MPs are being urged to safeguard the future of the UK food and drink industry as they set out to vote on their preferred Brexit outcome in a number of indicative votes later today.
FDF director general Ian Wright has written to all 650 MPs and supplied them with a table (see bottom of this article) detailing which options are on the table – and their likely impact on food & drink manufacturers.
‘Some of the options being debated will constrain the vast array of choice to which UK shoppers – every one of your constituents – have become accustomed to over the last four decades,’ Wright wrote.
‘I am quite sure you will not want to explain to them in years to come why you have opted to restrict the supply of their favourite food – or to increase its price. Yet those could easily be the consequences of making the wrong choices today.’
With the original Brexit deadline just two days away, the government was defeated earlier today in its efforts to stop indicative votes in the Commons by 331 to 287.
Speaker John Bercow then announced he was putting eight amendments forward to a vote. They are:
- B – Leaving the EU without a deal on 12 April
- D – Common market 2.0: membership of the European Free Trade Association (Efta) and European Economic Area (EEA)
- H – EEA/Efta without customs union
- J – Customs union: a “permanent and comprehensive UK-wide customs union with the EU” in any Brexit deal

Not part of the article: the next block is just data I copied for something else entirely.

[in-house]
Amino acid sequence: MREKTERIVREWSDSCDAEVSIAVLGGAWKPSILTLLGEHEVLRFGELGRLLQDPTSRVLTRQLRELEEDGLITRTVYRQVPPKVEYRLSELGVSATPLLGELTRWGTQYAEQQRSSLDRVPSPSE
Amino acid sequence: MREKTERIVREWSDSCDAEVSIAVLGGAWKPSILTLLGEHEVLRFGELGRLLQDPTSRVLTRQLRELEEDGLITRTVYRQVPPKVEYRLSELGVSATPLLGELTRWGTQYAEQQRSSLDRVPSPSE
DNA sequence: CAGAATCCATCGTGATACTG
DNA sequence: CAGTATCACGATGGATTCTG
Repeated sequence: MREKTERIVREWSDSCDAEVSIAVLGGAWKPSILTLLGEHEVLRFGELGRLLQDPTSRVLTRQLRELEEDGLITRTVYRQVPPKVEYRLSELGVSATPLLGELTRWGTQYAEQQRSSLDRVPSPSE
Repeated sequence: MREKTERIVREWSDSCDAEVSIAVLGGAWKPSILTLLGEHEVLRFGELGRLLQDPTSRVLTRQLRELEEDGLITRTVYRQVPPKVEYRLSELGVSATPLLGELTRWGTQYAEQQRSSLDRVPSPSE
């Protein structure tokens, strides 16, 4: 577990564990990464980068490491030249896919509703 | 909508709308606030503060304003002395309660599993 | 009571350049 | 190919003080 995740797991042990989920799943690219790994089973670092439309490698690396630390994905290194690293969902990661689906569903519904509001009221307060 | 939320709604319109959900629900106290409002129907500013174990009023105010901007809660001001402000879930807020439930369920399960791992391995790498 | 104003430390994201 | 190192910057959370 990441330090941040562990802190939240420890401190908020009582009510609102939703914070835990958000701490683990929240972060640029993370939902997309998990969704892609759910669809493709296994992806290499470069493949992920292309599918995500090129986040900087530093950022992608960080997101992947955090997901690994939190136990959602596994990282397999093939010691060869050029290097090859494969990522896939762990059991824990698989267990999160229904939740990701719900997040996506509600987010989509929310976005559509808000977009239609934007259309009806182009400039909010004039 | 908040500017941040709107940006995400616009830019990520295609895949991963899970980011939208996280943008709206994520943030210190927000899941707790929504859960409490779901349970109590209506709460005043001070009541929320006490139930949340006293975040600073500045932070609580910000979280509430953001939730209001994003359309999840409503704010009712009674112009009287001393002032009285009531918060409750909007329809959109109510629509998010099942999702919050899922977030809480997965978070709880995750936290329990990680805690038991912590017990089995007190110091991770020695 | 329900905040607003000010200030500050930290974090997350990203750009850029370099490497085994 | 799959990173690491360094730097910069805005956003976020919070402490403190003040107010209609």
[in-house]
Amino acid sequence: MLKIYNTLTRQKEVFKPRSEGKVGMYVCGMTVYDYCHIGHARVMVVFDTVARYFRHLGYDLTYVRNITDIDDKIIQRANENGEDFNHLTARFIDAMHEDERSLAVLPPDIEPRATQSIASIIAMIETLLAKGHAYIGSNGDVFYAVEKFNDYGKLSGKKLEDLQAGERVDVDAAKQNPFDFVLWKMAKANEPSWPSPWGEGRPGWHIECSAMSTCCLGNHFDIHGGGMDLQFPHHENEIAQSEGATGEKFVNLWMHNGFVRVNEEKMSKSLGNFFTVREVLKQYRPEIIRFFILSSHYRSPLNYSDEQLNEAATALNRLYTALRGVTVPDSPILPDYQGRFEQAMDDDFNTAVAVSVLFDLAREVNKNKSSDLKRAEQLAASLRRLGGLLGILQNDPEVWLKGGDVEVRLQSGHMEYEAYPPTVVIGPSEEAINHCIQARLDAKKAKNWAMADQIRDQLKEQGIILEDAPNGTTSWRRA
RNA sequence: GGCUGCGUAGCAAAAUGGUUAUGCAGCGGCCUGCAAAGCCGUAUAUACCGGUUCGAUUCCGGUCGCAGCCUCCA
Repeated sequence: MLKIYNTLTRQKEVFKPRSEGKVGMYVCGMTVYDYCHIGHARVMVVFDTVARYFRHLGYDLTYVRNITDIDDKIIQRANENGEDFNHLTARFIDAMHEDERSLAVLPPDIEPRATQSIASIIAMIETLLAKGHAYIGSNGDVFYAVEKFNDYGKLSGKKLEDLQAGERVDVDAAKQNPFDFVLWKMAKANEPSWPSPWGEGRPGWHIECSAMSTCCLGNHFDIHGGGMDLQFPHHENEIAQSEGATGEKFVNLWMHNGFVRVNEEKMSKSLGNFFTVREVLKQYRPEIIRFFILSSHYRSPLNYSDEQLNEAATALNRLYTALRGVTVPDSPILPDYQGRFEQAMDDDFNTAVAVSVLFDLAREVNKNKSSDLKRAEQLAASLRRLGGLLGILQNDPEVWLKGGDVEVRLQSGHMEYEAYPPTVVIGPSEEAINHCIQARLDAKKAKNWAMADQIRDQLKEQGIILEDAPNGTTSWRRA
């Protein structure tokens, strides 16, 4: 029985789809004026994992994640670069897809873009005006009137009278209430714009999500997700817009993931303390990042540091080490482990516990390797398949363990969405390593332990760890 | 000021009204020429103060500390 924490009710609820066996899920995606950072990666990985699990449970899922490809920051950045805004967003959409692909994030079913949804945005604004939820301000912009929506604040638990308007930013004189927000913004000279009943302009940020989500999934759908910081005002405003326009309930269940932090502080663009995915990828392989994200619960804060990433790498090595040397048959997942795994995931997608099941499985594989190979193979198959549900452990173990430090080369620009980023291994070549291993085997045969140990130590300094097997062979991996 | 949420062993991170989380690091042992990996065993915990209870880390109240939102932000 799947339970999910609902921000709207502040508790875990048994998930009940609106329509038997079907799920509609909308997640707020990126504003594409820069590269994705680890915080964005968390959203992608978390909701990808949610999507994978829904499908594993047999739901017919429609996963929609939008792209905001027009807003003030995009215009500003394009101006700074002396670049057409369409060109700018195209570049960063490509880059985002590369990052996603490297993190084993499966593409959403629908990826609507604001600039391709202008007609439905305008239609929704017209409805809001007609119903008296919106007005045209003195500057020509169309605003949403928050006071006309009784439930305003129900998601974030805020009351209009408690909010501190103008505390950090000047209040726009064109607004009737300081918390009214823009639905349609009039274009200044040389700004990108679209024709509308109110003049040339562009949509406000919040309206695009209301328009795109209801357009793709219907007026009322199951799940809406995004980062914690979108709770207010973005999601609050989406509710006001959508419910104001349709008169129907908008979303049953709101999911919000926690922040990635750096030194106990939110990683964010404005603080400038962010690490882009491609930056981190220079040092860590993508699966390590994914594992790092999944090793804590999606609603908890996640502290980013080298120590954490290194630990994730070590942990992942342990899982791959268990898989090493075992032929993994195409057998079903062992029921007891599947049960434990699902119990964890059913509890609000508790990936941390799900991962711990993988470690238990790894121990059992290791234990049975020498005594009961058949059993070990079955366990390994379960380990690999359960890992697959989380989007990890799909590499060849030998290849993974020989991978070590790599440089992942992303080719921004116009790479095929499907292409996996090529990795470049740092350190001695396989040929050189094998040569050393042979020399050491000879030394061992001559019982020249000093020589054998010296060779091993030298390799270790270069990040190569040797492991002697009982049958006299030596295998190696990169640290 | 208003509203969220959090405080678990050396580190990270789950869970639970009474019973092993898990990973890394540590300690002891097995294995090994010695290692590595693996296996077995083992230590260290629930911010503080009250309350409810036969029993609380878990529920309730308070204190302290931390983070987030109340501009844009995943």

- K – Labour’s alternative plan for a close economic relationship with the EU
- L – Revoke article 50
- M – Confirmatory public vote aka People’s Vote
- O – Contingent preferential trade arrangements
The FDF hasn’t expressed an official position on which of the eight it prefers, but it is understood options B and O are its least preferred options.
Bercow has ruled out a third vote on PM Theresa May withdrawal agreement unless there are substantial changes
“I hope the FDF’s letter to MPs hasn’t fallen on deaf ears. We have provided the evidence. The onus is now on parliamentarians to do the right thing for the country,” Wright told The Grocer.
“I hope tonight’s votes will move things forward and chart a clear course for our future trading relationship with the EU. Parliament needs to remove the threat of a no-deal exit on 12 April, which would be the absolute worst outcome for the UK’s largest manufacturing industry.”
“There is a concern that some MPs are not fully aware of how the food supply works so the table is a crash course to help them cram so they can cast votes with knowledge,” a source told The Grocer.
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